An ethnographic case study of transformative learning in leadership development
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This qualitative study investigated how transformative learning and membership in a community of practice influenced leadership development. It sought a phenomenological understanding of how participants made meaning of their experiences in a collegiate leadership development organization. Data were collected utilizing in-depth interviews and field observations during a prolonged period of engagement in the setting. An inductive approach was taken in data analysis using a constant comparative method in development of coding categories of recurring concepts and identification of themes. A creative synthesis of the findings is told through a richly descriptive metaphoric narrative tale of novice freshmen following a transformative spiral path to become master senior-class leaders and is graphically displayed in a leadership development model. A crystallization concept of triangulating the data and the creative analytic practice criteria of substantive contribution, aesthetic merit, reflexivity, impact, and expression of a reality framed the validity and authenticity of the study. Findings and conclusions from this ethnographic case study included the value of a holistic approach to transformative learning and leadership development; relationships founded in an ethic of caring are instrumental in fostering transformative learning and leadership development; individual meaning of leadership is constructed through participation in relational and cultural contexts; cultural values shape leadership developmental objectives and outcomes; and location “on the edge” is a very powerful teaching place and learning site for leadership development.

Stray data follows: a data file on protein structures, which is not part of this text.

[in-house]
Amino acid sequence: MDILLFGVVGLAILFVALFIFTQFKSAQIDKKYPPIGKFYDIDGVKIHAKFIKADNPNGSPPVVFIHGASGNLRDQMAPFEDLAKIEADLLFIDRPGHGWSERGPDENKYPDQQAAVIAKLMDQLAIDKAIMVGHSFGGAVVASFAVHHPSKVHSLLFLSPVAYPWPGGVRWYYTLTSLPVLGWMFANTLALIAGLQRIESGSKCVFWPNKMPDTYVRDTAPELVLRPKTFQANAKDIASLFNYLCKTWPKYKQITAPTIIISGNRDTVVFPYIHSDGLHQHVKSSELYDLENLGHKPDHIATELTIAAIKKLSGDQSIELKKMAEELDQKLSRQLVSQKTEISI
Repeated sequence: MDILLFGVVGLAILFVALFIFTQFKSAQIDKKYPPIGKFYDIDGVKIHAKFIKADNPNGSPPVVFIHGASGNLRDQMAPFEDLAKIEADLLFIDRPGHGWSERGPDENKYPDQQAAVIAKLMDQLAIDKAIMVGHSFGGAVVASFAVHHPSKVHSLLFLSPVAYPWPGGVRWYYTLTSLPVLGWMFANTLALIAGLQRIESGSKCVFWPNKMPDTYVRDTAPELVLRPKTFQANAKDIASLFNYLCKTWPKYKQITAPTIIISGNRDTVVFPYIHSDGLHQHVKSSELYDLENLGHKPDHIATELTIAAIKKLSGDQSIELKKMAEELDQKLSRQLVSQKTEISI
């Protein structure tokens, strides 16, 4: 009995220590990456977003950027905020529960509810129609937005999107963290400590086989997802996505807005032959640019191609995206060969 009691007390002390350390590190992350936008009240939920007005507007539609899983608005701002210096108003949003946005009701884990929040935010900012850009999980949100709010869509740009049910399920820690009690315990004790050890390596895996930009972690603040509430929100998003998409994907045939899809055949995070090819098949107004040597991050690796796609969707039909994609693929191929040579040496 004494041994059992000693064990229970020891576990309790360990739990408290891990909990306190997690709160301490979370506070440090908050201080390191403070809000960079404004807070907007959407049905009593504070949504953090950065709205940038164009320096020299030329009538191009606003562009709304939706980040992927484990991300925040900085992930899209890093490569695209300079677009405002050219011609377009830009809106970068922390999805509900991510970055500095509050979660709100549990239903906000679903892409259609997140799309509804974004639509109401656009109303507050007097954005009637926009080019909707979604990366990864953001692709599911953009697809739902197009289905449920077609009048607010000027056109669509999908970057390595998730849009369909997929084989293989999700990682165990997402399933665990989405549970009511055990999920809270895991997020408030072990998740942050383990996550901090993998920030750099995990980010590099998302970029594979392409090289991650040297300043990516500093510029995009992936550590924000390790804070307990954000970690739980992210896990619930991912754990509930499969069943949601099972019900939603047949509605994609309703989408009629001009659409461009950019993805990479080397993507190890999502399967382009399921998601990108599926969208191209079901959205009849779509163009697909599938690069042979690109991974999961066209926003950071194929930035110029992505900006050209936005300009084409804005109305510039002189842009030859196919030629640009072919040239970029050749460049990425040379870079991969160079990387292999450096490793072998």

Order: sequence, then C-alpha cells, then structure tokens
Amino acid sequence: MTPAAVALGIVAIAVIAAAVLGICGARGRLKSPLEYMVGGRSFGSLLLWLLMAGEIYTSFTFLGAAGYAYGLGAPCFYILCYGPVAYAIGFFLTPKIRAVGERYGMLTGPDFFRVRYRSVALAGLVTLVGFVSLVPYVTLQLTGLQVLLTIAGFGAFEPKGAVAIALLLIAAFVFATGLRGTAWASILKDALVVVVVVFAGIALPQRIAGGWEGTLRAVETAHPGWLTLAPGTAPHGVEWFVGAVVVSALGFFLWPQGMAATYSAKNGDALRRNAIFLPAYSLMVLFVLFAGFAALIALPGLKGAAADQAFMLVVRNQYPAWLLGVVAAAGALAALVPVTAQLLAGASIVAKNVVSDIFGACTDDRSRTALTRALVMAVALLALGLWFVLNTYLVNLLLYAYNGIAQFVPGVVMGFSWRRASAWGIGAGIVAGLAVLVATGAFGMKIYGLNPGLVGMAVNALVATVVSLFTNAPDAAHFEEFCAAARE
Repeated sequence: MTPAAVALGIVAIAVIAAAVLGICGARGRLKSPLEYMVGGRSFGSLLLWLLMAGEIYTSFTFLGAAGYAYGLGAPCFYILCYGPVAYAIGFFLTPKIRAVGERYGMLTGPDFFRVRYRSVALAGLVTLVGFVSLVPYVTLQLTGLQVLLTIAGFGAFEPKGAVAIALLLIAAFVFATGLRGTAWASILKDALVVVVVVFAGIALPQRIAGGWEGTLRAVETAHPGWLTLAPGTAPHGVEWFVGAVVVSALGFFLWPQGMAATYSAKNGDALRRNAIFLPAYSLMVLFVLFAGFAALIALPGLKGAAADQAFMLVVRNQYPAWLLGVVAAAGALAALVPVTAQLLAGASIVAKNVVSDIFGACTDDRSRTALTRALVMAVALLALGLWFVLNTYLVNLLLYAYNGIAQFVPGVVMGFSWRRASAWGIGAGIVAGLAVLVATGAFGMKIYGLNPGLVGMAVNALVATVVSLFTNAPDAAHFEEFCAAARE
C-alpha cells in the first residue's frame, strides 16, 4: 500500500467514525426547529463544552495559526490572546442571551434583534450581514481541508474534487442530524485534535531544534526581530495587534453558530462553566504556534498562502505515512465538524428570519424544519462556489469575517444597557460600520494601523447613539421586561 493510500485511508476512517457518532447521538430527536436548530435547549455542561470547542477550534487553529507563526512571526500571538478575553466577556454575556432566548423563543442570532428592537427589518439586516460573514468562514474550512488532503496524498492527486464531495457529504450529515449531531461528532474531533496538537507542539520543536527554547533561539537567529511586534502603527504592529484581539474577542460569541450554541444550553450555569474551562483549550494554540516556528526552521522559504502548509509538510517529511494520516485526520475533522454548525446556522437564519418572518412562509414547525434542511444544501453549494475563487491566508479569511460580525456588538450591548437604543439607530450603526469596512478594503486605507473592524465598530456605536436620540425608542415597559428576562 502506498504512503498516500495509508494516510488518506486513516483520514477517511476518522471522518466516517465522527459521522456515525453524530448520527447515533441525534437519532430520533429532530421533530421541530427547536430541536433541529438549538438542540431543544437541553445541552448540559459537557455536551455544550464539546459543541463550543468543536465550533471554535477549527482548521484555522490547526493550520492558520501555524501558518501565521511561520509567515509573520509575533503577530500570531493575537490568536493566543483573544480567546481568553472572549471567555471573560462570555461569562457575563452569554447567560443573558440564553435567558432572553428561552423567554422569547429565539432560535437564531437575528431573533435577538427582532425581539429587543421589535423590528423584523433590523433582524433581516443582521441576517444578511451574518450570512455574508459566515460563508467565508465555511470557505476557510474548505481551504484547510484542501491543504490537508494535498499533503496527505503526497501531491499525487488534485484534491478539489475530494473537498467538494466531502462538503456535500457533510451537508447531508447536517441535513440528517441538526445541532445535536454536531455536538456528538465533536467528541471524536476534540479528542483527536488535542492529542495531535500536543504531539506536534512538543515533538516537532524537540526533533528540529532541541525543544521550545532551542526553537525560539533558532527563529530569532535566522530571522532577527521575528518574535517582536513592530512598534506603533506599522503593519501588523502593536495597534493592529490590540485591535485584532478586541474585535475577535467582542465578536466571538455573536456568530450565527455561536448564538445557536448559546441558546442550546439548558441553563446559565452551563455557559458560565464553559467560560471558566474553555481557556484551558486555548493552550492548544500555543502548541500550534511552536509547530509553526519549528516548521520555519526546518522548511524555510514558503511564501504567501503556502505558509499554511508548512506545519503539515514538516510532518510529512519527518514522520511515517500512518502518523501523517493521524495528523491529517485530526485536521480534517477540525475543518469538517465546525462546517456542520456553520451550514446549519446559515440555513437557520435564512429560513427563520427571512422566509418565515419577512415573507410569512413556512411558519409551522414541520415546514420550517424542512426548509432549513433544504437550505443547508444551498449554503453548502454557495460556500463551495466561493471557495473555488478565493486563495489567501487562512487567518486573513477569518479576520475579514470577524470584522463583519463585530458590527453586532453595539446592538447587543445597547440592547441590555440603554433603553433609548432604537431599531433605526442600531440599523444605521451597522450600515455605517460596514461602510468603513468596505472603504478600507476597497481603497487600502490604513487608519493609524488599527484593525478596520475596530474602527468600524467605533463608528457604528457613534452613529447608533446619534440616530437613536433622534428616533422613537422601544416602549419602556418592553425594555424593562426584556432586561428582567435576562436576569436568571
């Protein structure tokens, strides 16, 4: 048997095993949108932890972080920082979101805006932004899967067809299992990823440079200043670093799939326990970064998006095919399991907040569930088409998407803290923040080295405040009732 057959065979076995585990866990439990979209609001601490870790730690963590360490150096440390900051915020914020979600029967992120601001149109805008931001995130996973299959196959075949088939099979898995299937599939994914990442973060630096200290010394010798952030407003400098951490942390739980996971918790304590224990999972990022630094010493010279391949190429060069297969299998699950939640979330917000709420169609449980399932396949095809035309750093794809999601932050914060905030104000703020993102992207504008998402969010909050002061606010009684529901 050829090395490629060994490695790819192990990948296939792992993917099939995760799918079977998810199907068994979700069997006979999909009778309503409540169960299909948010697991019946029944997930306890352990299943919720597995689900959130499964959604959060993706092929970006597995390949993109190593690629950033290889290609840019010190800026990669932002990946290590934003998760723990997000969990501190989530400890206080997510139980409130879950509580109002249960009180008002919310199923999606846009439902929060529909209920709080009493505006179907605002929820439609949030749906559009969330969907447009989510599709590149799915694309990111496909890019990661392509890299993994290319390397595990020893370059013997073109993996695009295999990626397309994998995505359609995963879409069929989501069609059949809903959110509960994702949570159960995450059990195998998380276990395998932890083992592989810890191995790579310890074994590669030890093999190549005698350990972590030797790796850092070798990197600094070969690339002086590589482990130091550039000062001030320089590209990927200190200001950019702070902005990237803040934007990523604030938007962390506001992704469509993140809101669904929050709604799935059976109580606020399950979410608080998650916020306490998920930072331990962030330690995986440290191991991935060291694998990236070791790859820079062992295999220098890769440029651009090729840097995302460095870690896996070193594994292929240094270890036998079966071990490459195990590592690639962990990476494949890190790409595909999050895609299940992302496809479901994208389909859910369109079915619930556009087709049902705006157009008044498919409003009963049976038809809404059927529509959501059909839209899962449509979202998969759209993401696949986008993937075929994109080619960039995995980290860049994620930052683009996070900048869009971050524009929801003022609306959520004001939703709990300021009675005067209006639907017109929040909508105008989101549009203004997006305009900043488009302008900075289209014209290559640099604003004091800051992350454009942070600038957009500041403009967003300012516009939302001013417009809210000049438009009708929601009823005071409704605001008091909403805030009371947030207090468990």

Powell, Linda Chastain (2007). An ethnographic case study of transformative learning in leadership development. Doctoral dissertation, Texas A&M University. Available electronically from